Tipp Town school remembers Great War dead

Eamon Lacey

Reporter:

Eamon Lacey

Email:

elacey@nationalist.ie

Tipp Town school remembers Great War dead

Principal Abbey CBS John Kiely with the youngest pupil in the school Igor Mikula and Andrew Forrest, Principal High School Rathgar who laid wreaths at the Abbey memorial to the forty men wh

A Tipperary school has taken another step as part of a  journey to embrace a unique history.

 A poignant commemoration event was held at the Abbey school in Tipperary Town to unveil a memorial to forty past pupils of the Erasmus Smith Old Abbey  Grammar School which operated on the same site  from 1680 up to the Irish Civil War who died in the Great War.

The ceremony marked  another special day in the history of the school   located on a site that has been a centre for  religious and educational activity for over 700 years.

Pupils participated in a moving ceremony with  music, poetry and readings from the era performed.

 Historian Dr. Des Marnane addressed the pupils and invited guests  on the sacrifices of the forty men  and a memorial was unveiled in their honour.

 The memorial was unveiled by  Andrew Forrest, Principal of the High School Rathgar, an Erasmus Smith school, with a shared history with the Abbey.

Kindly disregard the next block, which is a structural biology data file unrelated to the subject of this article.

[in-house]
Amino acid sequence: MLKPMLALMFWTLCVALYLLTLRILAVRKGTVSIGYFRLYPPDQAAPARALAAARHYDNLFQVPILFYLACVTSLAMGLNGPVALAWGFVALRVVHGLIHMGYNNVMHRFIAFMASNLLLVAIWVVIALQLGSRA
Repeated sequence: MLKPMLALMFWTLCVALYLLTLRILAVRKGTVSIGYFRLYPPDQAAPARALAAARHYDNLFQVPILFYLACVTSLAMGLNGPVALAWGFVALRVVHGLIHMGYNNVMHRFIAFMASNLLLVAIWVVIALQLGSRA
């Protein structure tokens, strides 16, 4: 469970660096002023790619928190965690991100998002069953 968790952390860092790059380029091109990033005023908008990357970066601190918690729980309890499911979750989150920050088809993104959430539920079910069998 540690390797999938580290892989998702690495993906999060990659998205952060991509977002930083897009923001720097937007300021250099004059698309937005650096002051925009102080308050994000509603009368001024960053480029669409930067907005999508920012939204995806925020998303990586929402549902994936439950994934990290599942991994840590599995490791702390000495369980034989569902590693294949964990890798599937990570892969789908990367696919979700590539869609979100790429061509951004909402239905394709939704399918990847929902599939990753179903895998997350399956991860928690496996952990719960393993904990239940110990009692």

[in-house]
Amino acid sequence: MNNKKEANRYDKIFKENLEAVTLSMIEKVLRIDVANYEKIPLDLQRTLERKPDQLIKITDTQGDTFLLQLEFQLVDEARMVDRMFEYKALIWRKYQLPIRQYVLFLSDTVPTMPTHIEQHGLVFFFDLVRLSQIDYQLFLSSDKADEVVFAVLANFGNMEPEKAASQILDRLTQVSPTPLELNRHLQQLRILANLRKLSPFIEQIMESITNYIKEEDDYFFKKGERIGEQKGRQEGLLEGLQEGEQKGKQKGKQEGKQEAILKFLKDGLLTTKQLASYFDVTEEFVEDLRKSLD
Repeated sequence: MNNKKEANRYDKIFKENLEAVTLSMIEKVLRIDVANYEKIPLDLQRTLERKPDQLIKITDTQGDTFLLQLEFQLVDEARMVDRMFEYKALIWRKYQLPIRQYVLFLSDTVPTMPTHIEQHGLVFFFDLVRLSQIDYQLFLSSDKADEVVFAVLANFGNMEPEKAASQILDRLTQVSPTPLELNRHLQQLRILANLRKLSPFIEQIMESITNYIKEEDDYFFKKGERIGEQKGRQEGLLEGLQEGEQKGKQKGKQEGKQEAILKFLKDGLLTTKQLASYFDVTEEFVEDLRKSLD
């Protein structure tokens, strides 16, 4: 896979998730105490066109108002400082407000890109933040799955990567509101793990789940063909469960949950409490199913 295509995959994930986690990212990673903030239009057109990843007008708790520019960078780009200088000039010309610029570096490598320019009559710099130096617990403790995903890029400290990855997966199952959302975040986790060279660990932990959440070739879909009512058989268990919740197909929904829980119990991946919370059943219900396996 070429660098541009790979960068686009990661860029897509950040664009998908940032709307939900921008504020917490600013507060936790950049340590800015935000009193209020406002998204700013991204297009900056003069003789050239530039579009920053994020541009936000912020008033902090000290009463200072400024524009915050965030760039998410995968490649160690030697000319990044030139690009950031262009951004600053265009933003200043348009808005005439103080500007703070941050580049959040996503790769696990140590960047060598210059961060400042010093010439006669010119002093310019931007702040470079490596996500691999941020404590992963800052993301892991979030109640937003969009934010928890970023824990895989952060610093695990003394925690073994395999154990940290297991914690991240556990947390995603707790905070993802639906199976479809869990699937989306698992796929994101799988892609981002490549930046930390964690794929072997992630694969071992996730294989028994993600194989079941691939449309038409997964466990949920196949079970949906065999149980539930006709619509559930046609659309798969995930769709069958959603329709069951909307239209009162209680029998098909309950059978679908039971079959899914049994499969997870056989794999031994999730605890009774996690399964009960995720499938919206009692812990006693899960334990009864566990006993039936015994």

It was another milestone for the Abbey which in recent years  have conducted a number of ceremonies to remember its past.

 Those events included  the unveiling of a plaque by President Mary McAleese to mark the site of the Old Abbey Erasmus Smith Grammar School, the unveiling of a plaque in  h onour of John McCarthy, a past pupil of the Old Abbey, who was present at the meeting in Thurles when the GAA was founded, and in 2006  an archway to commemorate the Augustinians  and their rold on the site from around 1300 was officially opened.

 

Those commemoration events were described by  the Abbey Principal John Kiely as  part of a journey embarked upon by his predecessor  John Heffernan.

“This is another step in the journey we have been on for the last twenty years of revisiting our past. This is a timely reminder that there was a Grammar school and that past pupils fought and died  in the Great War. It took us a long time to get to this poin.  It is a very proud day for the school. It is the right thing to do, it shows the confidence within  the school body that we can take that step” said Principal Kiely.